Quick sync is a built in feature of Sandy Bridge CPU's that massively speeds up the transcoding of video files.....under Windows.

    Anandtech has a good article about it, unfortunately I can't post links here though.

    If Linux could tap into Quick Sync then the decision as to which CPU to use would be easy

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    Linux Guru Rubberman's Avatar
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    Quote Originally Posted by Olster View Post
    Quick sync is a built in feature of Sandy Bridge CPU's that massively speeds up the transcoding of video files.....under Windows.

    Anandtech has a good article about it, unfortunately I can't post links here though.

    If Linux could tap into Quick Sync then the decision as to which CPU to use would be easy
    Ah! Tnx. Well, if it is built into the hardware, I have to think than some Linux boffin will enable it in Linux PDQ. Remember, we are dealing with Internet time here...

    Also, Intel does a lot to support Linux, and there are a LOT of video professionals who use Linux, so this may not be such a far-fetched idea.
    Sometimes, real fast is almost as good as real time.
    Just remember, Semper Gumbi - always be flexible!

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    Hmmm, the reverse side of that tends to tell me that it probably would have been done already if it was easy.

    Either way, it till doesn't help me in buying a motherboard and CPU today

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    Quote Originally Posted by Olster View Post
    Hmmm, the reverse side of that tends to tell me that it probably would have been done already if it was easy.

    Either way, it till doesn't help me in buying a motherboard and CPU today
    Well, I'm still looking and it doesn't seem as if Quick sync has been implemented in linux yet. Looking at the price of AMD cpu's the FX-8150 is looking very interesting now.

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    Linux Guru Rubberman's Avatar
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    Well, current Intel gear still beats AMD for performance. Price-performance? AMD. Raw performance? Intel.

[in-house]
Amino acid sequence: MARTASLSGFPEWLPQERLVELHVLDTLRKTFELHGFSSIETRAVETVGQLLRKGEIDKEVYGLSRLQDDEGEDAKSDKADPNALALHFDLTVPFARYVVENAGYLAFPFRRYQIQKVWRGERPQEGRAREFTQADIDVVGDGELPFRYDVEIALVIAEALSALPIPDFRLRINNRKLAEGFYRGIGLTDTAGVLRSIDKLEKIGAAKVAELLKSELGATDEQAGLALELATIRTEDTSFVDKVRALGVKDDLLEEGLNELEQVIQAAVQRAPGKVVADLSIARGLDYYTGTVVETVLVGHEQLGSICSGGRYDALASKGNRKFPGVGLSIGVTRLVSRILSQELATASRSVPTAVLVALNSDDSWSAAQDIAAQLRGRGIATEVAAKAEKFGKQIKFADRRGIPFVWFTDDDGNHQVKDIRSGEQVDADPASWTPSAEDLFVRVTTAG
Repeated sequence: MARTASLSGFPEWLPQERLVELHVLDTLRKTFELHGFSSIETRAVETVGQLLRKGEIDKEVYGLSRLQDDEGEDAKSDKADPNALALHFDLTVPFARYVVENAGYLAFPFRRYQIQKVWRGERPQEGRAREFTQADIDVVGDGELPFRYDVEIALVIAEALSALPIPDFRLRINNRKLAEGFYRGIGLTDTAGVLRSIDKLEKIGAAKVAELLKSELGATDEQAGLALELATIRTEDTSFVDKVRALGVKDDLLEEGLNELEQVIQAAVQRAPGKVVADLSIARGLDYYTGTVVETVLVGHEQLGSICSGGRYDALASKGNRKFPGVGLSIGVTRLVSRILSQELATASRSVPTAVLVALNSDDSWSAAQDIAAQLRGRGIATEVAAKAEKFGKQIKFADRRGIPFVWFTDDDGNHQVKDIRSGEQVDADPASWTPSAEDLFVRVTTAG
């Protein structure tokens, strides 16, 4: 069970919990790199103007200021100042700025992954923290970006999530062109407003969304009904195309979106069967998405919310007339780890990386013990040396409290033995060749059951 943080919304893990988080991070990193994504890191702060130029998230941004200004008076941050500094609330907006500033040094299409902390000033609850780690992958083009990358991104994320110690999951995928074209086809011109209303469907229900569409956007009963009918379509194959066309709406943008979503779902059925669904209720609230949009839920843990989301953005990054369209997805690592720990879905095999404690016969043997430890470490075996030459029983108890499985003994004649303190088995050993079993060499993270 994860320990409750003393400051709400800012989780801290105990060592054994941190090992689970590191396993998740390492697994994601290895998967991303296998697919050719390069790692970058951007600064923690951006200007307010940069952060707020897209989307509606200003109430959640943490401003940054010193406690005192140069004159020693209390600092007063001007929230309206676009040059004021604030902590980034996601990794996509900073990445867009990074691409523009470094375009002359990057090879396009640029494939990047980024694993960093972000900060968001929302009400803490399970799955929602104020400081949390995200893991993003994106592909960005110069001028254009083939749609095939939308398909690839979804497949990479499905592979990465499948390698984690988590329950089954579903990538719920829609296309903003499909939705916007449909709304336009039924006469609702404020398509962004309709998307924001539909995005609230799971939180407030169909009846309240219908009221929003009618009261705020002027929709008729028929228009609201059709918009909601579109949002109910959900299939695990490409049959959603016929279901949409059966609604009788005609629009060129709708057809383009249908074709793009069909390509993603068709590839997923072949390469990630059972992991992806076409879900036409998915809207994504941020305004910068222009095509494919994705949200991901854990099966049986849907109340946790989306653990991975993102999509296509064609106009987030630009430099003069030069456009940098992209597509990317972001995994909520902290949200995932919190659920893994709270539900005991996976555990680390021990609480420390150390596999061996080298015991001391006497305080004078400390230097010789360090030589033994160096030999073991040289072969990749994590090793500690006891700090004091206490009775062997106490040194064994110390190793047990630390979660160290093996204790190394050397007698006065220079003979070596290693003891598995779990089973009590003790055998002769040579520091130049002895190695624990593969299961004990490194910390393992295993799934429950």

Sometimes, real fast is almost as good as real time.
    Just remember, Semper Gumbi - always be flexible!

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    Linux User TaZMAniac's Avatar
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    Interesting info I found while researching Quick Sync.
    From all accounts and info I read you can probably discount seeing Quick Sync on Linux systems.
    It uses Windows APIs and DirectX features to get it's speed.

    The articles I read mentioned that Intel was looking into a port for Linux however it may not be possible to do as they would need
    to rewrite the stack, xwindows and probably the kernel.

    As for what to use?
    Depends on your budget.
    I'm an AMD fan and for a low budget I would go with the AMD system.
    But when you look at the latest stats between AMD and Intel, Intel seems to win hands down albeit that all tests are done on a Windows system.
    I think these benchmarks may be closer on a Linux based system as the OS isn't a resource hog like a Windows system.

    I re-encode 720p and 1080p mkv's on an AMD Regor dual core with only 2 gigs of ram.
    Not as fast as Rubberman's times but much faster then when I was using Windows on this same machine as a test.
    I think either way you go will give you the results you are looking for.

    One of thing that will help your speeds is a good video card with a high quality encoder. You can use the GPU in a Nvidia based card to help with the encoding using Cuda so I am told.
    Now it all depends on how deep your pockets are.